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This blog makes liberal use of AB's journals, letters, travel notes, and other sources.

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Wednesday, 22 August 2012

Welcomed at The Grange

Sunday, August 22nd.

At 4.35 we hired a car and went to take tea at the Lewises, The Grange, Rottingdean.

The Grange, Rottingdean
The Grange is a Georgian house, originally built as a vicarage. It was later extended by the Rev Dr Thomas Redman Hooker, much loved vicar from 1792 - 1838. It is possible that an underground tunnel ran from here to the beach for Dr Hooker's sideline as a smugglers' "lookout" man! More respectably, he established a well-known school for boys that attracted the sons of many wealthy and distinguished families. His effigy and plaque are on the wall in nearby St Margaret's Church. A nationally more famous resident was Sir William Nicholson RA who produced a number of downland and coastal oil paintings of this area where he lived between 1909 - 1914. He called himself "the painter of the Downs".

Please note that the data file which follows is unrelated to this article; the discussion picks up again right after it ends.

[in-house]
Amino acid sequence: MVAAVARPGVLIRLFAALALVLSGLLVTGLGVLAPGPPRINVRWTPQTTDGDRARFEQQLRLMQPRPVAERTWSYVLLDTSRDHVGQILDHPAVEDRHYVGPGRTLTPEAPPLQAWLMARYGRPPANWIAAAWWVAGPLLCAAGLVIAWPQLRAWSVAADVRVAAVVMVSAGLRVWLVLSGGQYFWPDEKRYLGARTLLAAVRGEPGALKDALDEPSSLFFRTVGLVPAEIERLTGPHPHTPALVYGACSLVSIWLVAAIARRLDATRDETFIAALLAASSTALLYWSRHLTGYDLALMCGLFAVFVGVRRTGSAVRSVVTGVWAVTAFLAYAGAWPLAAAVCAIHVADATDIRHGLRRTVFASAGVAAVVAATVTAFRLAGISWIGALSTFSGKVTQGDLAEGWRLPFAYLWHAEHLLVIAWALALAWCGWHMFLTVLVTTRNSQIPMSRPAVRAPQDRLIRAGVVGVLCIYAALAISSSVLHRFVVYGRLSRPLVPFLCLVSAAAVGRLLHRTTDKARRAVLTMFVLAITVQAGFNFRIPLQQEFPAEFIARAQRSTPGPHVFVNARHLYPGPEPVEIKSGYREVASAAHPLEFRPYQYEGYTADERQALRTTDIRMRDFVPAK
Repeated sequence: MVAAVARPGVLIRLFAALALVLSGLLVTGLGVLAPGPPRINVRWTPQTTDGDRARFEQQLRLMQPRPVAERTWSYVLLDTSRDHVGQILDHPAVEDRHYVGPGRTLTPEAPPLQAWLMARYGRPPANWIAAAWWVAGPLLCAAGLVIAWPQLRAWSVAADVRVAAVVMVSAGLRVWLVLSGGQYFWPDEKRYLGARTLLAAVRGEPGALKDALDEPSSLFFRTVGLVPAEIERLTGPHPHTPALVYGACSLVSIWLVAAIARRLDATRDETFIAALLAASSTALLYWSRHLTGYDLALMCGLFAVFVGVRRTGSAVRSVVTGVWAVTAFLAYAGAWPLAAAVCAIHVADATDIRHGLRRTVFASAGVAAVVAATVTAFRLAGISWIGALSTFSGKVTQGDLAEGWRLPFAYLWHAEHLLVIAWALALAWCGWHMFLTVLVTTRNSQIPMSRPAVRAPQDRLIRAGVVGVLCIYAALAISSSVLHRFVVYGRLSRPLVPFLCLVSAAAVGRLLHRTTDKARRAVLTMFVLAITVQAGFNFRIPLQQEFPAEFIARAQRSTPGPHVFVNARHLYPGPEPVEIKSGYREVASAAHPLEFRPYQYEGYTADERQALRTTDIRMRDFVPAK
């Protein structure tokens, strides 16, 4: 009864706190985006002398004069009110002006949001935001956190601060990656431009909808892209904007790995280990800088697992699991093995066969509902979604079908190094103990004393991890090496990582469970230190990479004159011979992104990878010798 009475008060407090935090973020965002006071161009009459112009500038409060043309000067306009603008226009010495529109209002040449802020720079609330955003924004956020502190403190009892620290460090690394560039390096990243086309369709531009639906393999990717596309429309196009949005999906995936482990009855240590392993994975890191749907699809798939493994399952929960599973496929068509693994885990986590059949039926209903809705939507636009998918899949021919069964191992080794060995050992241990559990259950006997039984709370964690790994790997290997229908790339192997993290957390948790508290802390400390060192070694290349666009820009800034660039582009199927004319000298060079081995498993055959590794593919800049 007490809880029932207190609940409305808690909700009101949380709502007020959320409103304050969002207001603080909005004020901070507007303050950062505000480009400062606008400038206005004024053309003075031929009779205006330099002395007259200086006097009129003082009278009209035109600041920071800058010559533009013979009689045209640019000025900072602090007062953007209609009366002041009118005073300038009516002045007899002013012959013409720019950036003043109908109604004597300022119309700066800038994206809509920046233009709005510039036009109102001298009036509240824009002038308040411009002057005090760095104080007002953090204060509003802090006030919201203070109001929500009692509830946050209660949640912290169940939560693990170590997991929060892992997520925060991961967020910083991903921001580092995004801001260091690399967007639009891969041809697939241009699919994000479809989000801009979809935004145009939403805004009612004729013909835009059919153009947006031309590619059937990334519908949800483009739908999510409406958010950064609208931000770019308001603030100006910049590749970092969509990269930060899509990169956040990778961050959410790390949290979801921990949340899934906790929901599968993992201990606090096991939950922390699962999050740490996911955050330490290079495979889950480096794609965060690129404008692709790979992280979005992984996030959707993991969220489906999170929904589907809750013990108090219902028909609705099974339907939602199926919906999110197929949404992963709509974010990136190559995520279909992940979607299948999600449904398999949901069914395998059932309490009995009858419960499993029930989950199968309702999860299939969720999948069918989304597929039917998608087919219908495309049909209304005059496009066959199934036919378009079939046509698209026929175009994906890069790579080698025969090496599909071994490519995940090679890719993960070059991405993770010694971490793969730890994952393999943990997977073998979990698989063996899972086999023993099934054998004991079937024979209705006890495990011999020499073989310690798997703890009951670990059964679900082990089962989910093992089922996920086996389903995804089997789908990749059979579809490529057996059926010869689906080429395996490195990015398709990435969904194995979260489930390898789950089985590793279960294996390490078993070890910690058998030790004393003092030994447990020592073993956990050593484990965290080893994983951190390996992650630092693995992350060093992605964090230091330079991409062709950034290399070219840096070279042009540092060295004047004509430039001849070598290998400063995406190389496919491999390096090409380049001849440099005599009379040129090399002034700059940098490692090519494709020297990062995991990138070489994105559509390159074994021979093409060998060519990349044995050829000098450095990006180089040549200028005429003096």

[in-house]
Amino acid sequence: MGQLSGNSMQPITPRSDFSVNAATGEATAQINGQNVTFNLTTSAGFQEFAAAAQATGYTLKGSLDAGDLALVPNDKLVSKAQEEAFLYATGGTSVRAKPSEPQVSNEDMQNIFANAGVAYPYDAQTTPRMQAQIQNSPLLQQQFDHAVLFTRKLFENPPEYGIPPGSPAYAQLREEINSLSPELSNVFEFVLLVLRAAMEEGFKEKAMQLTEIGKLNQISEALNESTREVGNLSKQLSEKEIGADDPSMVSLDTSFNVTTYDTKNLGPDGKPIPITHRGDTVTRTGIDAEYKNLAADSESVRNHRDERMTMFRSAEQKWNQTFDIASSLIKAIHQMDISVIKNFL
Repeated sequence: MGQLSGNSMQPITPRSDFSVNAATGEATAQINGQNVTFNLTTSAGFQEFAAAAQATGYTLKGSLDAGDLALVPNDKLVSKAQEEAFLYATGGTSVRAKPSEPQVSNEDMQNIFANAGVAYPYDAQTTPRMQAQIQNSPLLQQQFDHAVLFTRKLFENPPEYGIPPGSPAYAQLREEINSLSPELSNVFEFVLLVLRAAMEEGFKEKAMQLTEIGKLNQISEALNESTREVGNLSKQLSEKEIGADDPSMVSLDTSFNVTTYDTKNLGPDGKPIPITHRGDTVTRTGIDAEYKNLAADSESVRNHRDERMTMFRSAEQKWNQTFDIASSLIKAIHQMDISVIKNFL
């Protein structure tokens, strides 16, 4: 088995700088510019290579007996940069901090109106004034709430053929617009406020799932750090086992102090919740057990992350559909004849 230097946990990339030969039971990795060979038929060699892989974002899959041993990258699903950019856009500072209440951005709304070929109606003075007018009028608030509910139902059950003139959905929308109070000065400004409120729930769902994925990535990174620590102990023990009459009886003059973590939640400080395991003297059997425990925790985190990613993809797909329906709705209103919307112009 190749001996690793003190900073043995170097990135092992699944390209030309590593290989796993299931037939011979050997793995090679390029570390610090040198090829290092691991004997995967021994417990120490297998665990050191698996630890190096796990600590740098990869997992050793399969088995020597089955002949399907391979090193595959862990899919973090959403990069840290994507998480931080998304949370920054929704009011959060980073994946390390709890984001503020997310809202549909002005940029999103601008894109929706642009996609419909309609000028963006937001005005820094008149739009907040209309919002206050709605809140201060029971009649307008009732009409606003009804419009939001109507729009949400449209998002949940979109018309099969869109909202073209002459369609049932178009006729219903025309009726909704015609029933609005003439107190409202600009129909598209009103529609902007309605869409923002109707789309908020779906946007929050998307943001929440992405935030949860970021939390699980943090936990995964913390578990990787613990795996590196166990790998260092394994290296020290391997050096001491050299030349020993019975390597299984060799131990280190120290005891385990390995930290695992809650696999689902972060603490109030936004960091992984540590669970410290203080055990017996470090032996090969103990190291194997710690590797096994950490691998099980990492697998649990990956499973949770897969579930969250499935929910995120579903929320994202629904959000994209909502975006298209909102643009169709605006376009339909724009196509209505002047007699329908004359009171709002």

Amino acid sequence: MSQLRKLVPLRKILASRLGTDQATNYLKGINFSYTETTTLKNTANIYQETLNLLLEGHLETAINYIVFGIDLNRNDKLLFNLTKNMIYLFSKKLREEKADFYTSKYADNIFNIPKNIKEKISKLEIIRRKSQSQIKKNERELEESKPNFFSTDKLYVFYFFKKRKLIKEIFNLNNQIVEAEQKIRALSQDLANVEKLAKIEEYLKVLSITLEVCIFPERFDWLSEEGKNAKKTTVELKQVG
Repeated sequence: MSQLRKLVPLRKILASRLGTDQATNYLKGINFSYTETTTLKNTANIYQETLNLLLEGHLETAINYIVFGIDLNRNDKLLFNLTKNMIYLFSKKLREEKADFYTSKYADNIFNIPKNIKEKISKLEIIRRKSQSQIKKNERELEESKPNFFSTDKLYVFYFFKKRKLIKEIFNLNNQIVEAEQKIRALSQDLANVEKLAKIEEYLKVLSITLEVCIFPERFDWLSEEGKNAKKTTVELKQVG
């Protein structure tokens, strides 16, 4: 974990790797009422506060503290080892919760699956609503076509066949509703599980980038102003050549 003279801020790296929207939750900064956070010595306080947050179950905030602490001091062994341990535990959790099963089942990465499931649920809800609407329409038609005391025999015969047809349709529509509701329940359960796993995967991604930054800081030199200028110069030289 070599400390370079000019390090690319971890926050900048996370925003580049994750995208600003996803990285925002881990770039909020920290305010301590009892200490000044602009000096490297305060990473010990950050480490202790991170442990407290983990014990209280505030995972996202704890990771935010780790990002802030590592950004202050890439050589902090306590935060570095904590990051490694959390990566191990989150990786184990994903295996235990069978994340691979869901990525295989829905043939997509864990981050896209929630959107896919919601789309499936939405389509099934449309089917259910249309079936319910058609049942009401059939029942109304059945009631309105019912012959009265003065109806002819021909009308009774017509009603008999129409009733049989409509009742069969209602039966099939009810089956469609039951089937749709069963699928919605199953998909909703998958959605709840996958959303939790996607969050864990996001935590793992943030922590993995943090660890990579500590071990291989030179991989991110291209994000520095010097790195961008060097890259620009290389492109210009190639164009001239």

About 10 or 12 people there. Sir George Lewis had ridden two hours on the Downs, had bathed, and had played tennis.

Typical South Downs scenery

Both Sir G.and Lady Lewis curiously and naively house-proud and garden-proud.
The garden is fine, with various lawns and good trees and fruit. Lewis explained how he had bought a hill on the Downs in order to preserve a view unspoilt. He has 71 acres of his own.

                                                  The Grange Garden

It was whilst the Grange was owned by the artist William Nicholson and the lawyer Sir George Lewis at the beginning of the 2oth century, that the garden was transformed from simple rolling lawns and trees to its present distinct character. The designer was Sir Edwin Lutyens who, with the help of Gertrude Jekyll created the four gardens: the formal front garden, the north walkway, the flagged courtyard and the walled wide-bedded top garden. In 2006 the Rottingdean Preservation Society embarked on restoring the Lutyens' garden to its former glory. a volunteer gardening group was formed and set about the arduous task of clearing the ivy from the trees and walls and the shrubs and brambles from the courtyard, finally revealing Lutyens' distinctive slate slabs, niches and alcoves, miraculously undamaged.



Sir G. is very agreeable as an oriental is agreeable. Lady Lewis also was most agreeable: she kissed Dorothy like anything at parting, yet had scarcely known her before. They were extremely hospitable. I had quite a chat with Sir G. and Lady, in the former's little room where he works - for he always works. They were most insistent on me arranging for German translation of my books.

Sir George Lewis died in mysterious circumstances in Switzerland on August 8th 1927 - accident or suicide?


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